There’s different brands and paint products that help you choose more of a ‘heavy-body’ or ‘high viscosity’ paint, you can also buy thickening products to add to your paint and make it thicker to work with.  It’s fun to experiment, push paint around a bit and see what suits you and the work you are doing best.  I use my texture and colour to create movement and energy in bold, vibrant colours.  

2.  Use a ground.

An acrylic painting with an abstracted tree line with bright orange pops of colour as well as brown bracken and bough lines.

Treeline - enquiries

A ground is a basecoat, covering your canvas or page, giving you a starting wash of colour, allowing a pop of colour or tone to infiltrate across your artwork.  A contrasting or complimentary colour can be very bold and exciting (the artwork above had an orange ground which is poking through the trees and zipping against the browns and blues), or if using a more harmonious colour you can instantly and helpfully block out big sections (i.e. the blue of a sky on top of which you are painting a horizon and trees) which can stop you feeling like you have to ‘colour in’ your white sections, and instead focus on the energy, layers and atmosphere, even if it gets covered over - it gives you a supporting backdrop at all times as you work through the painting… nothing is missing from the get go… it’s just changing.

3.  Big brushes for as long as possible

Picture of artist Lucia Hardy painting at a desk easel using a large flat brush on a big canvas.

A tip I got (along with many others) from the talented artist and tutor Marie Antoniou  was to always use big brushes for as long as you could manage in a painting and I hold to that excellent advice.  I use flat, broad brushes - you can pick up a pack of three sizes in most art and crafty shops for very little money (often as good as the expensive versions) and use these a lot before moving to my smaller/weirder brush selection to help me out at the end of the painting or for particular effects.

The biggest reason to use big brushes?  It forces you to be expressive, bold and decisive, it makes your work fresh and instinctive and importantly it stops you fiddling and fussing too early on.  It will seem scary at first, but trust me stick with it and you will get results.  Promise.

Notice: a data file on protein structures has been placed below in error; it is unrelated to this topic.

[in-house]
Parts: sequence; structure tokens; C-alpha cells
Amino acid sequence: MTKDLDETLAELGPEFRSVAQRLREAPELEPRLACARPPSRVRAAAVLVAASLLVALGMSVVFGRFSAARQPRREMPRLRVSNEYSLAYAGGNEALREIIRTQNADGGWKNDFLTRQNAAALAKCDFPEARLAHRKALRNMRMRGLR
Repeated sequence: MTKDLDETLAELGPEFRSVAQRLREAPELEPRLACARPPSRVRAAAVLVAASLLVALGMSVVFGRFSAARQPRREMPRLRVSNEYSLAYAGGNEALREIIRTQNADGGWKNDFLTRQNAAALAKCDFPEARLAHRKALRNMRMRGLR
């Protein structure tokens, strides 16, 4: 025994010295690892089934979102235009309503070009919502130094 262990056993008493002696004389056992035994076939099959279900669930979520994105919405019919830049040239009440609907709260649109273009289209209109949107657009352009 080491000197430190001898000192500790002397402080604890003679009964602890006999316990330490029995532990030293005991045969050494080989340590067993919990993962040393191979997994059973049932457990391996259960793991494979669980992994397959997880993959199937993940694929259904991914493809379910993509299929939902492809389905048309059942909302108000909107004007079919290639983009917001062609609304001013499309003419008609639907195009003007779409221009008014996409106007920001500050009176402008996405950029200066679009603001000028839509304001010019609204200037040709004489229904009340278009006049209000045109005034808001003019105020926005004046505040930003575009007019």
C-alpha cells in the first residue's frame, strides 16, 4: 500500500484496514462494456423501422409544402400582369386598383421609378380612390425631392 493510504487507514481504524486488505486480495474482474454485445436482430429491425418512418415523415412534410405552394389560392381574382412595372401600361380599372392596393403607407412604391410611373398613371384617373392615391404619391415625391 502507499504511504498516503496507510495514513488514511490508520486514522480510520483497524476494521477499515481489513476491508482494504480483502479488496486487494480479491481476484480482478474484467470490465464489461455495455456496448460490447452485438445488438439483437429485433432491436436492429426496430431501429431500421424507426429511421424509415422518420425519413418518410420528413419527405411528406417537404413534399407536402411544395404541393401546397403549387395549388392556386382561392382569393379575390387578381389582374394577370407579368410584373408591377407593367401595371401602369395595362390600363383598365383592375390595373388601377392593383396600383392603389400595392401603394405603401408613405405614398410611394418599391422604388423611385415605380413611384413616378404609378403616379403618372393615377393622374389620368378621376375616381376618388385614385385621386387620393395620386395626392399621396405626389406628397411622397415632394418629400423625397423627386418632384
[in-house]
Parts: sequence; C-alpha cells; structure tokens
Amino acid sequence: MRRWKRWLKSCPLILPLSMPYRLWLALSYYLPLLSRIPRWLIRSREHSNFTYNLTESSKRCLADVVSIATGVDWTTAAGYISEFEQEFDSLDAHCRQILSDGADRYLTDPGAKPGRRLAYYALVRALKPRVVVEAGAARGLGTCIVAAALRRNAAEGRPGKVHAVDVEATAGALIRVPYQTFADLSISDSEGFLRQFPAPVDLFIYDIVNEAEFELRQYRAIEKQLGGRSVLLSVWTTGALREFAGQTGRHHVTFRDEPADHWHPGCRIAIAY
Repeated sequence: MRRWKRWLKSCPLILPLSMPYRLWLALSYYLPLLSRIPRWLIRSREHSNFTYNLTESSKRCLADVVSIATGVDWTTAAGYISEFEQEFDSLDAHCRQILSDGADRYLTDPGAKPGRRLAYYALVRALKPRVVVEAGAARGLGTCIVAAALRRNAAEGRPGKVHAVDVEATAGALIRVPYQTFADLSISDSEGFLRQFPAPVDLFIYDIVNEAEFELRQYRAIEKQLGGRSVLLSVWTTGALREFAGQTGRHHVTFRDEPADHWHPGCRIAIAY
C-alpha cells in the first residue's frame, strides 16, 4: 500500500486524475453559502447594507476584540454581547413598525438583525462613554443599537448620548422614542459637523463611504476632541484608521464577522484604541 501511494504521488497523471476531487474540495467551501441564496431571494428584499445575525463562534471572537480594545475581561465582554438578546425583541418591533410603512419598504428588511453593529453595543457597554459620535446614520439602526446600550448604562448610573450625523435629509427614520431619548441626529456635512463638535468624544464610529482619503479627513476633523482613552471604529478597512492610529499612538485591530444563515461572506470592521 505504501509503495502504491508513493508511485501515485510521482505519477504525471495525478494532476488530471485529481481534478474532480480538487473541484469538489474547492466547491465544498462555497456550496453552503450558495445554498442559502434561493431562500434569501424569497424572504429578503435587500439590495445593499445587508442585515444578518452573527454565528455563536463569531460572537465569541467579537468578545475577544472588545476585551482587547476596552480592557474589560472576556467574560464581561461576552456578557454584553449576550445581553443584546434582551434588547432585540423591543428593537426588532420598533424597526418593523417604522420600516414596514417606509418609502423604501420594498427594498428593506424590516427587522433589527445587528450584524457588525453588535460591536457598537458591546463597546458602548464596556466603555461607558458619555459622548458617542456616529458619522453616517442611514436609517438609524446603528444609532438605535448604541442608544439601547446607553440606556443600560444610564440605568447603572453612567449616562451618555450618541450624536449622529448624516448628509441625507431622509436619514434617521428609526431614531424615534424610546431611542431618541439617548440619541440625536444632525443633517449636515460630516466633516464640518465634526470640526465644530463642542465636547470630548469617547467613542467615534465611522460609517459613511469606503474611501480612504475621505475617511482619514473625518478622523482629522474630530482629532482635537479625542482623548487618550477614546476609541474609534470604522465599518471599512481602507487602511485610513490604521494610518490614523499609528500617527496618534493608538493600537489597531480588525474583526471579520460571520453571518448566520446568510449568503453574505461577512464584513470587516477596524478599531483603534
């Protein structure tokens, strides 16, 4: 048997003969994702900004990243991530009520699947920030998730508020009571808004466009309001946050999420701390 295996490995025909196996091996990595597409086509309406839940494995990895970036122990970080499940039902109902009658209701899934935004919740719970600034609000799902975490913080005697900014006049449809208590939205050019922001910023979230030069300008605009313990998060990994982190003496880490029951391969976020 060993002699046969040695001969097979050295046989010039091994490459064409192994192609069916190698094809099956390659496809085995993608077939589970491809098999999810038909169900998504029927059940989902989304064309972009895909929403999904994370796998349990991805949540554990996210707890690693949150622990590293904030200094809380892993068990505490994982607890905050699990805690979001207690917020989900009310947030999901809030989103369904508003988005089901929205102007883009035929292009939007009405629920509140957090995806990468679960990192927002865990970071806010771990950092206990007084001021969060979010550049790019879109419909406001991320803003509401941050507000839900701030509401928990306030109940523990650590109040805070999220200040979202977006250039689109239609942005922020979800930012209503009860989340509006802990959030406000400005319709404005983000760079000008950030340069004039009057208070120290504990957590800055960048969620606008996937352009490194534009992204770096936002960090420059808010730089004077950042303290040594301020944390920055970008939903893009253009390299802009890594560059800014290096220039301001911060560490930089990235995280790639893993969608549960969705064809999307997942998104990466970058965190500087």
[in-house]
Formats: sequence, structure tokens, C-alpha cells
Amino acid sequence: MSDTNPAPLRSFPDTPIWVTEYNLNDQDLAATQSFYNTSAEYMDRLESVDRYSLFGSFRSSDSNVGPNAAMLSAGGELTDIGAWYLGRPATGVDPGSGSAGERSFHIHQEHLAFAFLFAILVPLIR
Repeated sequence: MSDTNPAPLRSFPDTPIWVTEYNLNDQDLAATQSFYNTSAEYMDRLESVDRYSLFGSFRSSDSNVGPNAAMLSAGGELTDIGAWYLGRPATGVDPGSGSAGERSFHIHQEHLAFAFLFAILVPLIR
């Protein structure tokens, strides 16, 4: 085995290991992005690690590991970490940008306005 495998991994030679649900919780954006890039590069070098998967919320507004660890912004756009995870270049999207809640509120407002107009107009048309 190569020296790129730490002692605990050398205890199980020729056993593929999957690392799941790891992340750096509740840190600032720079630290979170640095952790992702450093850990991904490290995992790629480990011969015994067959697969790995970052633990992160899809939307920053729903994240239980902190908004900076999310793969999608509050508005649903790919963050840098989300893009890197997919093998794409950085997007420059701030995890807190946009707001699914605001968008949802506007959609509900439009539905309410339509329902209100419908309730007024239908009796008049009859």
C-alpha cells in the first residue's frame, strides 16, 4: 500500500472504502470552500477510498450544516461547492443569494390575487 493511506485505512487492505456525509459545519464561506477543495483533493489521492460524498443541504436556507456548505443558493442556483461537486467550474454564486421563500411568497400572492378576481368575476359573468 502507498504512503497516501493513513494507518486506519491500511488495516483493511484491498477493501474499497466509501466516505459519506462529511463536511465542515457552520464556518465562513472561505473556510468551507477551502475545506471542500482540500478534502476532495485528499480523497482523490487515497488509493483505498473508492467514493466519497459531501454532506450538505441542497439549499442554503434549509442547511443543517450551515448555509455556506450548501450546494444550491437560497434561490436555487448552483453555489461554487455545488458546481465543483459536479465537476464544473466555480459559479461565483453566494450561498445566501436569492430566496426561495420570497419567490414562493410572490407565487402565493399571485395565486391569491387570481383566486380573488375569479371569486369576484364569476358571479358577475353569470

4. Mix Colours

Detail of an artist's palette in yellows, oranges and light blues.

The magic of getting an artwork to ‘sing’ is often in the colour choices you make, and more specifically, the mixing of colour you do.  All too often paints are used in standard colours, straight from the tube and just a simple mix or two might have elevated that work to a different level.  It’s always worth having an experiment, and if you’re a real details man - you could make yourself colour charts starting with one colour and adding just different quantities of white and black to start, and seeing how different the qualities and applications changes as you go.  

The other thing I like to do is harmonising my colours, so keeping a relatively small palette of colours and using different variations and mixes of these within a work.  This means that these mixed ‘children’ colours are all linked together by their original ‘parent’ palette giving a consistency of tone and a coherent atmosphere across the painting that can really be beautiful if all goes to plan.  

 5.  Sensing your painting and what it needs from the paint

an acrylic painting in blues and purples of an abstract mountain reflected in a loch, clouds, drips and ripples intertwine to create atmosphere and a sense of place.

Loch Assapol - enquiries

I look at a lot of artist’s content on the web, I watch you tube videos and I read many artist’s guides to this and that… one thing that comes up a lot is about your personal style, finding it, perfecting it, being consistent.   This really helps when you’re an artist trying to be seen in a big, big, big online and real world marketplace for art… but… I like to think that on the very top of your priority list when initiating a painting is what that painting needs (and if your style is really your natural style - it’s going to come out anyway without too much bossing from your sensible, responsible side) so this means you have my permission to scrap any of the rules aforementioned… to use a biscuit to paint with - if biscuits feels required… to experiment and think about the feelings of your work and how you might communicate them to the viewer… could you flick, scratch or drip paint to get a sense of weather / emotion / charge?  What marks could you make to evoke the atmosphere you are feeling as you paint?

The beauty of acrylic is that when your mind goes off piste - the paint says ‘great, I can do that too!’  Watery transparency to tactile, craggy ridges.  Flicks and tricks, solid blocks or skittery scumbles - you name it, it’s got your back.  

So be creative, see what happens and if you fancy - come back and tell me all about it.

An abstract acrylic painting of a pond surrounded by trees and vegetation, a small black moorhen swims in the foreground.

Moorhen - enquiries

Thank you for reading x

Check me out on Instagramfacebook or keep in touch via my bi-monthly art journal here.

Using Format